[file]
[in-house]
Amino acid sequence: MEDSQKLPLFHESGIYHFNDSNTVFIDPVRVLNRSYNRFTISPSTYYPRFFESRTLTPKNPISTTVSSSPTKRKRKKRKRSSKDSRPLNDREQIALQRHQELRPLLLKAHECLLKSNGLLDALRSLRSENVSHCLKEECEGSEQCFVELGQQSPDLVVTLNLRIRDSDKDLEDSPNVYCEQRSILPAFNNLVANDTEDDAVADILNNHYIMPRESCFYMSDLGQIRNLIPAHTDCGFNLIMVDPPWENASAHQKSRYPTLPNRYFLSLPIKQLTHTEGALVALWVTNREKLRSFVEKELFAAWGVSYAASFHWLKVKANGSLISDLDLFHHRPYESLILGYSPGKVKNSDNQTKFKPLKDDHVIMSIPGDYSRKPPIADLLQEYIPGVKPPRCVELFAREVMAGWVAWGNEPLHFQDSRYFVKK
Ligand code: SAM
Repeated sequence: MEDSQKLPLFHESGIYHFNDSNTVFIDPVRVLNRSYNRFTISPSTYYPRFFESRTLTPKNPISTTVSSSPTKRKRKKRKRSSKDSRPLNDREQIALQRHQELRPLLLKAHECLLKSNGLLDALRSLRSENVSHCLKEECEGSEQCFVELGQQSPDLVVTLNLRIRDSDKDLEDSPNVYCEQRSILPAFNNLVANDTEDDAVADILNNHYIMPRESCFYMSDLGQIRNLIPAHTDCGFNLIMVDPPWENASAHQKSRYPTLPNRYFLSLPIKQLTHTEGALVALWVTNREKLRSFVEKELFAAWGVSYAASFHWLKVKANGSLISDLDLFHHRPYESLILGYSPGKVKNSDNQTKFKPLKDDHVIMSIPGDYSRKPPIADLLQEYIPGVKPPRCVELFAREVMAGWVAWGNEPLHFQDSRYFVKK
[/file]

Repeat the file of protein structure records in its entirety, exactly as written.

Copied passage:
[in-house]
Amino acid sequence: MEDSQKLPLFHESGIYHFNDSNTVFIDPVRVLNRSYNRFTISPSTYYPRFFESRTLTPKNPISTTVSSSPTKRKRKKRKRSSKDSRPLNDREQIALQRHQELRPLLLKAHECLLKSNGLLDALRSLRSENVSHCLKEECEGSEQCFVELGQQSPDLVVTLNLRIRDSDKDLEDSPNVYCEQRSILPAFNNLVANDTEDDAVADILNNHYIMPRESCFYMSDLGQIRNLIPAHTDCGFNLIMVDPPWENASAHQKSRYPTLPNRYFLSLPIKQLTHTEGALVALWVTNREKLRSFVEKELFAAWGVSYAASFHWLKVKANGSLISDLDLFHHRPYESLILGYSPGKVKNSDNQTKFKPLKDDHVIMSIPGDYSRKPPIADLLQEYIPGVKPPRCVELFAREVMAGWVAWGNEPLHFQDSRYFVKK
Ligand code: SAM
Repeated sequence: MEDSQKLPLFHESGIYHFNDSNTVFIDPVRVLNRSYNRFTISPSTYYPRFFESRTLTPKNPISTTVSSSPTKRKRKKRKRSSKDSRPLNDREQIALQRHQELRPLLLKAHECLLKSNGLLDALRSLRSENVSHCLKEECEGSEQCFVELGQQSPDLVVTLNLRIRDSDKDLEDSPNVYCEQRSILPAFNNLVANDTEDDAVADILNNHYIMPRESCFYMSDLGQIRNLIPAHTDCGFNLIMVDPPWENASAHQKSRYPTLPNRYFLSLPIKQLTHTEGALVALWVTNREKLRSFVEKELFAAWGVSYAASFHWLKVKANGSLISDLDLFHHRPYESLILGYSPGKVKNSDNQTKFKPLKDDHVIMSIPGDYSRKPPIADLLQEYIPGVKPPRCVELFAREVMAGWVAWGNEPLHFQDSRYFVKK